ClO2 functions as a highly selective oxidant with less environmental impact than other biocides. It only reacts with substances that surrender electrons. The available energy (strength) of a given chemical to act as an oxidizer (electron receiver) or as a reducer (electron donor) is commonly called the oxidation-reduction potential (ORP). This property is measured in volts (V) and millivolts (mV).
ClO2 has 0.95 V of oxidation potential, which is a mild oxidizer compared to many other common disinfectants used in water treatment applications. However, a single ClO2 molecule can accommodate up to five electrons, which gives it 2.6 times the oxidative capacity of chlorine. This makes ClO2 a very efficient disinfectant.
In typical industrial applications, ClO2 is used to oxidize compounds that have substituted carbon bonds, such as phenols, or active reducing compounds, such as sulfides, cyanides, iron and manganese compounds at very low dosages compared to alternative oxidative chemistries.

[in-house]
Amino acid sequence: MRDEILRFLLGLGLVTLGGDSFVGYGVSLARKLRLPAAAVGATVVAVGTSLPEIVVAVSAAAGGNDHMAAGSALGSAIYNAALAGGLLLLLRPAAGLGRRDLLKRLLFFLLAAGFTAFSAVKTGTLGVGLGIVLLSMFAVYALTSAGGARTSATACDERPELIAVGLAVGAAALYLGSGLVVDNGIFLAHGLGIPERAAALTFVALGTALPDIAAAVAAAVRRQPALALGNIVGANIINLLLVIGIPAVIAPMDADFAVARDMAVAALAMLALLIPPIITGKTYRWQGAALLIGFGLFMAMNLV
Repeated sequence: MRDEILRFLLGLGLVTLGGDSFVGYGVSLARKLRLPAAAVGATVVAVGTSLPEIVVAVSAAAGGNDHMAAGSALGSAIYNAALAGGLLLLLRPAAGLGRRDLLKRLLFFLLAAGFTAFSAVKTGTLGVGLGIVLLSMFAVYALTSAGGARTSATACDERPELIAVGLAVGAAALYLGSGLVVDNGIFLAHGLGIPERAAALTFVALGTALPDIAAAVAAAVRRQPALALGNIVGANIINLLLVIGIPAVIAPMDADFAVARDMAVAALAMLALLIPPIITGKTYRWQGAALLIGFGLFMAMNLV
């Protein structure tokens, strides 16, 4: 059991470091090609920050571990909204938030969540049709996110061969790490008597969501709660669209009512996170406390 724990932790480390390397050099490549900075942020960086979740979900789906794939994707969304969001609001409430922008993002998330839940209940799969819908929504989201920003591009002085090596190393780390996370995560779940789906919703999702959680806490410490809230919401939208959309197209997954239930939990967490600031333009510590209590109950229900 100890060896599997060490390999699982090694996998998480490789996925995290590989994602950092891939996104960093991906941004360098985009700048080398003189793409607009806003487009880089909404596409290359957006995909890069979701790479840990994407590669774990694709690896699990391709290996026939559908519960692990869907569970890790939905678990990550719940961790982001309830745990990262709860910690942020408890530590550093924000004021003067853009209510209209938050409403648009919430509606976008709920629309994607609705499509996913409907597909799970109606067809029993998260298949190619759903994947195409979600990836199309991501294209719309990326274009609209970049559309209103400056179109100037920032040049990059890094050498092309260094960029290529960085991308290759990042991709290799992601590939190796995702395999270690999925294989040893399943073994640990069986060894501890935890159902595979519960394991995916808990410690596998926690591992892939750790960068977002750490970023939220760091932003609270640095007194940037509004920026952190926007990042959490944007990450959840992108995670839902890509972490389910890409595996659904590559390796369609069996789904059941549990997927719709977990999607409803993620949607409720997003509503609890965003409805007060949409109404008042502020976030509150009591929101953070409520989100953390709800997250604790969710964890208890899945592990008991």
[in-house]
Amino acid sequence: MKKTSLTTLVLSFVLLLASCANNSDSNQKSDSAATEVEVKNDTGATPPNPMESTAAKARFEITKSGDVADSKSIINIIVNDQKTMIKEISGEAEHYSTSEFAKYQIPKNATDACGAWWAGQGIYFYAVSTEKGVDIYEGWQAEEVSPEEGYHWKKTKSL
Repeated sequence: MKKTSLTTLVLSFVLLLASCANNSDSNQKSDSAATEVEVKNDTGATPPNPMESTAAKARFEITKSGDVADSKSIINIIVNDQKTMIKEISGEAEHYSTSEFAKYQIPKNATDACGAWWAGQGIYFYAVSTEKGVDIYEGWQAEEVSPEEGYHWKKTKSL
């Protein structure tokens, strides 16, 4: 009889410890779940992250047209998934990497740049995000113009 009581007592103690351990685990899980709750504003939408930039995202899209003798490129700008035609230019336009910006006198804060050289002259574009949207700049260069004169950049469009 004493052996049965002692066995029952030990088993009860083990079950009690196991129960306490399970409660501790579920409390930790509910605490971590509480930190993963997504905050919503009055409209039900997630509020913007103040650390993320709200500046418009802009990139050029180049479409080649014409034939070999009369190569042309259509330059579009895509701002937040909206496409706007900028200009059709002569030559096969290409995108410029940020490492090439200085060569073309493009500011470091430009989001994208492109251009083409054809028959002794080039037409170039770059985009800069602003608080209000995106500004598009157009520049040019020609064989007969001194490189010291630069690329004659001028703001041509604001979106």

One growing application for ClO2 is in bromide-rich source waters, where oxidizers with higher ORP values will react with the bromide in the source water to form bromate, a highly toxic and regulated DBP. ClO2 has a lower ORP value than bromine, and, therefore, does not oxidize bromide to form bromate.
ClO2 is an effective biocide, because it selectively oxidizes sulfur-containing compounds, complex amines and organic compounds used in biochemical protein synthesis. Because it has a lower oxidation potential than many other oxidizing biocides, it does not react with as wide a variety of organic and inorganic materials, which reduces the required effective dosage and minimizes the potential for the formation of unwanted DBPs in general.
As shown in Figure 3, at comparable dosage concentrations in heavily polluted waters, the residual concentration of ClO2 is normally much higher than the residual concentration of chlorine. A good example of this significant advantage is in ammonia-contaminated water. Specifically, ClO2 does not react with ammonia to form chloramines, a much weaker oxidant and disinfectant than chlorine.